As we’re standing there “making our bladders gladder” as they say, we heard this voice. We didn’t think anyone else was in the restroom and no one followed us down the stairs. And yet, at that moment – that rather vulnerable moment – we realized we were not alone.

To be continued…

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It's a small world after all – Part 2

by Steve Brock on November 18, 2011

 Last time I wrote of how my friend Bruce and I met an elderly man in Taiwan who had attended our grad school long before it was a school. Nice, interesting coincidence.

It is a small world, after all, so chance encounters like that happen. In fact, they probably occur more than we realize. On a trip, however, we take better note of them. We see connections we might otherwise miss at home. We do so in part because we pay better attention. We notice more.

But trips also create greater opportunities for these chance encounters because we’re out and about more, mixing it up with a wider variety of people. Thus, a chance encounter with someone you have a connection to is likely just a matter of statistical odds, mathematical probability, six degrees of separation and all that.

Uh huh.


I’m on a trip with my family this summer to Boston. We’ve just visited King’s Chapel on The Freedom Trail. As we’re walking out, guess who comes walking in?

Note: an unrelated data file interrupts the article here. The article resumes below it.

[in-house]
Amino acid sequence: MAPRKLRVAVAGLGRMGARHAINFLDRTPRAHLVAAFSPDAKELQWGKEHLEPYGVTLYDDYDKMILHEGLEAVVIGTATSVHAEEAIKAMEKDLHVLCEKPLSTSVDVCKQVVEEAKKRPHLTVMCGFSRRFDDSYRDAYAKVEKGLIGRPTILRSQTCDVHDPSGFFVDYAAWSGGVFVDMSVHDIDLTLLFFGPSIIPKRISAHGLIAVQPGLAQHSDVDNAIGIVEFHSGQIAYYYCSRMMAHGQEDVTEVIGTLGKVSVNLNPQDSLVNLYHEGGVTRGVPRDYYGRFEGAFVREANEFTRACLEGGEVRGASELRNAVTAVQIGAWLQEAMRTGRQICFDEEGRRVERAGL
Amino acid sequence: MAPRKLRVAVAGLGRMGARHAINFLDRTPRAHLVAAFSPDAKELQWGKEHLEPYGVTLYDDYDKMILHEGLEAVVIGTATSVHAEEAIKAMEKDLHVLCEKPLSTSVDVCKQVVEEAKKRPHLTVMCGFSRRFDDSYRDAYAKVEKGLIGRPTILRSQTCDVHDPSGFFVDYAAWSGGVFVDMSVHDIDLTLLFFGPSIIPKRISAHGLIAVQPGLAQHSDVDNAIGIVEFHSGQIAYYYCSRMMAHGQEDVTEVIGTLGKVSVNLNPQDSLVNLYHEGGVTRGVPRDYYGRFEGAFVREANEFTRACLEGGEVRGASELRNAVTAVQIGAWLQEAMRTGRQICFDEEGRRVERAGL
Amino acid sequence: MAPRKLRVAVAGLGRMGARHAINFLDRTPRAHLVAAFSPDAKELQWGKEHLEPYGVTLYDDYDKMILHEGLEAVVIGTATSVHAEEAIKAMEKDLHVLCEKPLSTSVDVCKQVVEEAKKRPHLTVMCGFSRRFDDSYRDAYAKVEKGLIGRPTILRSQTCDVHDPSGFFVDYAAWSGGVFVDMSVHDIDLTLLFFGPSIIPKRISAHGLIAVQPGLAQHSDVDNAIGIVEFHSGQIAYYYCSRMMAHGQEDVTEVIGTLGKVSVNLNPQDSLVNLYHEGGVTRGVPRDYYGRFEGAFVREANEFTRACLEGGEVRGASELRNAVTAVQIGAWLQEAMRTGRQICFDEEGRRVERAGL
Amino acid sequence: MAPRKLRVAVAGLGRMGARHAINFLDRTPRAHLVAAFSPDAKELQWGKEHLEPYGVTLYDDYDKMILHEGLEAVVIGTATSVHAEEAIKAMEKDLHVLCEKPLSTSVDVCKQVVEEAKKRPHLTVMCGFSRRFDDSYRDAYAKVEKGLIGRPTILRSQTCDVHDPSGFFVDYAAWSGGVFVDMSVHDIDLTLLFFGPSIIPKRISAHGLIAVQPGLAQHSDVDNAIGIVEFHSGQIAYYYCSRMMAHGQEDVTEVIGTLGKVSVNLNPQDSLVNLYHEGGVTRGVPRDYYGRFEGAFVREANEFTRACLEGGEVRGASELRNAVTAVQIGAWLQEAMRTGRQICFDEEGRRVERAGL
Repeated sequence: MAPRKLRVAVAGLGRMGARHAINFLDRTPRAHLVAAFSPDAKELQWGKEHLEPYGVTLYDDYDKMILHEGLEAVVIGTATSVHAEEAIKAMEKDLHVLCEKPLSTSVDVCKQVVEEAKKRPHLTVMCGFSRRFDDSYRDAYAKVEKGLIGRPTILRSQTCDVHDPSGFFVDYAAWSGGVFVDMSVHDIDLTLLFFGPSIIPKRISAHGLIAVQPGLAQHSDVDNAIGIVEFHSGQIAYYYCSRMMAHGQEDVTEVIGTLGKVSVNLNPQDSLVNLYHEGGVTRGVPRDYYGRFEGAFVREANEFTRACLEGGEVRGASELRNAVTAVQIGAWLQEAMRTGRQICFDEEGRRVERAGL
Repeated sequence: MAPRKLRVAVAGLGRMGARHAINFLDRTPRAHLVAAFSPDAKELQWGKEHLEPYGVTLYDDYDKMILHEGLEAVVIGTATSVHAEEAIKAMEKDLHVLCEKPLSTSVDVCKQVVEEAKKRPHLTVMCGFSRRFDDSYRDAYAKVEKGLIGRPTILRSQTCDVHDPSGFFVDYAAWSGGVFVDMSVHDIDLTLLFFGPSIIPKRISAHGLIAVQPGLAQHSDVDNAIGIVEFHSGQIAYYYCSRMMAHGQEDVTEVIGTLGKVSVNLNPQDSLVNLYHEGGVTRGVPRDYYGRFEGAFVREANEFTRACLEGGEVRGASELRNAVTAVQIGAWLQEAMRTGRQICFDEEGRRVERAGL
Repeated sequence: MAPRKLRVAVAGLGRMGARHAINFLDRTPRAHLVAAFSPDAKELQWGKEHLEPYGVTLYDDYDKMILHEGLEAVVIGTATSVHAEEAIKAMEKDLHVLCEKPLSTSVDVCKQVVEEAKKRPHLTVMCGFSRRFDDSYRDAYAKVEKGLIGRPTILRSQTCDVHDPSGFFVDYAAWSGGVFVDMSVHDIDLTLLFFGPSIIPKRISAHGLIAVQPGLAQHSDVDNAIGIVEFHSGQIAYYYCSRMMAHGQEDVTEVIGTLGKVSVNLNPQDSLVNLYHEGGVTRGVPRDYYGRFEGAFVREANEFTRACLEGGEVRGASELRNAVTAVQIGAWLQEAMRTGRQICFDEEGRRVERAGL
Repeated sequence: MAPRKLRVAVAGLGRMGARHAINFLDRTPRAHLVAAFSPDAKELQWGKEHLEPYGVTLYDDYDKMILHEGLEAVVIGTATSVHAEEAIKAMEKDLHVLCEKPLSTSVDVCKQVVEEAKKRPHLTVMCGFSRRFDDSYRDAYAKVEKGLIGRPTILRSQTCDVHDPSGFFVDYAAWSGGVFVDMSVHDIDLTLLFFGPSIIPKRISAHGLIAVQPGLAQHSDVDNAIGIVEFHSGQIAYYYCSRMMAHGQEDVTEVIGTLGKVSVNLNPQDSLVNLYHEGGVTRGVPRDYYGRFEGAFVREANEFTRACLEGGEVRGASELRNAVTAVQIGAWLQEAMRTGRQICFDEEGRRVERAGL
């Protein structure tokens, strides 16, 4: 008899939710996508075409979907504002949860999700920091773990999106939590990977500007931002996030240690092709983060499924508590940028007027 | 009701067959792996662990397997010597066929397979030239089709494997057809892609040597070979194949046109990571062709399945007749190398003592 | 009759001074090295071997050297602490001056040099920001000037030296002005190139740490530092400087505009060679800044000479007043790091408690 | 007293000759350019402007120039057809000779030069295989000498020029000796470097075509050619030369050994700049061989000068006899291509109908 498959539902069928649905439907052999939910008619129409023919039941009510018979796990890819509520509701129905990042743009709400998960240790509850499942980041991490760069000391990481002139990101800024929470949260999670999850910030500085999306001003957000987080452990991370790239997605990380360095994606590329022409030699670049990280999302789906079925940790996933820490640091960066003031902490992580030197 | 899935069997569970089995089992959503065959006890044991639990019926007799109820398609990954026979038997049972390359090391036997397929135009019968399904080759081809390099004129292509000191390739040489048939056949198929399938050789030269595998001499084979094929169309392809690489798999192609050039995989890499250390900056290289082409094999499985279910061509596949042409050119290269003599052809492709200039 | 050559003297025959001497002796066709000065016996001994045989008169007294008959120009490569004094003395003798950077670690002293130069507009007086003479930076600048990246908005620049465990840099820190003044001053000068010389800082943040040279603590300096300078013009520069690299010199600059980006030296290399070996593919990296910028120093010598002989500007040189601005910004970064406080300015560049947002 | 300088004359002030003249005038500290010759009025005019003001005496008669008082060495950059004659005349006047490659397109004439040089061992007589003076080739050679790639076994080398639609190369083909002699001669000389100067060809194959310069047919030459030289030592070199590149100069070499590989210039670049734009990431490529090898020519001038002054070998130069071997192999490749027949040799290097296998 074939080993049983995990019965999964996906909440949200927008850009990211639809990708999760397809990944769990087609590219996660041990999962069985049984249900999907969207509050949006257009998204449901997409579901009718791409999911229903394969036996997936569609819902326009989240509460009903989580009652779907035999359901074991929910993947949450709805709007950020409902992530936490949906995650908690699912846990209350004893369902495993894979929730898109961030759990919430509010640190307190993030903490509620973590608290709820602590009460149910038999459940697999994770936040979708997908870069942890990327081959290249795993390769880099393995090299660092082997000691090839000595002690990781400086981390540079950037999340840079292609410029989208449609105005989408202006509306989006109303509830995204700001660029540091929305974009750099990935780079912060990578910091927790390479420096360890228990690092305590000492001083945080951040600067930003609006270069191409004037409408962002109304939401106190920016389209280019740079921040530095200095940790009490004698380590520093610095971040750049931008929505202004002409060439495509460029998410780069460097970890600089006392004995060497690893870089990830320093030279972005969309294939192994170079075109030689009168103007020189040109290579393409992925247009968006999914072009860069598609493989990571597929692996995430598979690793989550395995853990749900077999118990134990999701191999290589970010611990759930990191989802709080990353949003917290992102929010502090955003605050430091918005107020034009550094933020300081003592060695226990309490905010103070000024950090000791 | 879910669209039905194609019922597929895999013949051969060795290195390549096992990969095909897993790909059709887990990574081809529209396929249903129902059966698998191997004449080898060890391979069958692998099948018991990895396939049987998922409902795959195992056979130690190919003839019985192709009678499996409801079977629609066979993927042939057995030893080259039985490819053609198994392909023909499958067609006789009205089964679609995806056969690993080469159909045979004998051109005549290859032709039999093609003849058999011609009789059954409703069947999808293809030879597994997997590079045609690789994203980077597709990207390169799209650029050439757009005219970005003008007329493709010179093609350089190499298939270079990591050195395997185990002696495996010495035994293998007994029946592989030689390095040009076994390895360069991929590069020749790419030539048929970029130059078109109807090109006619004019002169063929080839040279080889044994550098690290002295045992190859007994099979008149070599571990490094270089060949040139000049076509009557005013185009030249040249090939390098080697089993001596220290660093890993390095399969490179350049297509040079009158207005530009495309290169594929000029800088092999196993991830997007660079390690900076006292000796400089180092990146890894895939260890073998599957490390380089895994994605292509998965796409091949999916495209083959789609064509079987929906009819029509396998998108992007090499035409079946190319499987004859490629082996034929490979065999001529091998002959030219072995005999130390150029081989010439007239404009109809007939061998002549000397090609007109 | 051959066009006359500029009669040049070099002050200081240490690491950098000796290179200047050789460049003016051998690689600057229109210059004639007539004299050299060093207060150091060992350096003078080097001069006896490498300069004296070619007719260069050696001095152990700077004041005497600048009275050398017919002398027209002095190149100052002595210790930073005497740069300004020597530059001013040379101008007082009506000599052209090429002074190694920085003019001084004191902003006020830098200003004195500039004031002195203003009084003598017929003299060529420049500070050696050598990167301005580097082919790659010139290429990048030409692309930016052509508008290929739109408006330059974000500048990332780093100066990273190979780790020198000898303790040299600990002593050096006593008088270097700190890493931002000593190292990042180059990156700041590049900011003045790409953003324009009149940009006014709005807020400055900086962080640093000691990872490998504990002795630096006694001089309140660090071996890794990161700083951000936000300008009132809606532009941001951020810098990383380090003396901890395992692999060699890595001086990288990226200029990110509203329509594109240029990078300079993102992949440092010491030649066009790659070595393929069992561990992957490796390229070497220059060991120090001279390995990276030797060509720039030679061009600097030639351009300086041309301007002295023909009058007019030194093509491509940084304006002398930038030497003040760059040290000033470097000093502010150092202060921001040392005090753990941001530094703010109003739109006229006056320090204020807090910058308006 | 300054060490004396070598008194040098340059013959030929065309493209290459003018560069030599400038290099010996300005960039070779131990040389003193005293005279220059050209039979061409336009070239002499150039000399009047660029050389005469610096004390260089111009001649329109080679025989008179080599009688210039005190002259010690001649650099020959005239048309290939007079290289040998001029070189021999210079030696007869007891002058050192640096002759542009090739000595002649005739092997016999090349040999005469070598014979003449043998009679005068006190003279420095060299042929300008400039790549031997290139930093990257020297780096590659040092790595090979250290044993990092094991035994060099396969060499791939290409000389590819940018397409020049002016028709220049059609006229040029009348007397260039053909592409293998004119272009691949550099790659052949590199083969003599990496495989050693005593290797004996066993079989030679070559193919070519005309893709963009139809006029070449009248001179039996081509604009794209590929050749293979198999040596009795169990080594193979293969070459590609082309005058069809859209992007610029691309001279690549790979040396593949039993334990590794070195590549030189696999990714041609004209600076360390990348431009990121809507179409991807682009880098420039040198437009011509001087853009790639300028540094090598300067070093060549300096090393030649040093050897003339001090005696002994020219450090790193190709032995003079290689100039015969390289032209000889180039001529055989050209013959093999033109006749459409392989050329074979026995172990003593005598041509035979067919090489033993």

The elderly gentleman from Taiwan? Nooooooo. Nice guess.

It’s Bruce.


Bruce, Eric and Xu outside King's Chapel, Boston

He, his wife Xu and their son Eric are in town for a football camp for Eric. They are taking one day to see the sights. Bruce and family live in Chicago. I’ve seen him once in the last fifteen years and now, here he is.

In Boston.

In a place where I would have missed him had I arrived or departed just two minutes earlier.

I’m not all wigged out in a Twilight Zone doo doo doo doo way, but I am struck by the extreme curiosity of it all. What, exactly, are the mathematical odds of this occurring? I’ve wondered about that since then, trying to figure out not the probability of the event, but the meaning behind this coincidence. I regularly quip that my theology does not include the word coincidence, so there has to be a reason for this chance encounter, right?

So after pondering it for quite some time, here’s my conclusion:

I have no idea.

It was later that day that I met Tony and helped him get a train ticket to Portland, Maine. So maybe it was God’s little joke about meeting an old friend and a new one all within a handful of hours. Maybe.

But you know what? It doesn’t matter why. It was just good to see an old friend in an unexpected place and thus add meaning to both the location and the relationship.

Also, in many ways, I don’t really want to know why. I know why planes fly and how microwave ovens cook but that doesn’t enhance my experience of flight or of defrosting food rapidly. Instead, coincidences like this one remind me that there’s still mystery and wonder in the world.

In our sophisticated culture where answers to practically anything are a Google search away, I find that wonder and mystery take a hit. I simply don’t acknowledge or value them much.

But running into Bruce in a place miles from each of our homes helps me appreciate that mystery and wonder still abound.

In Boston.

In Taiwan.

And in friendships that transcend both time and distance.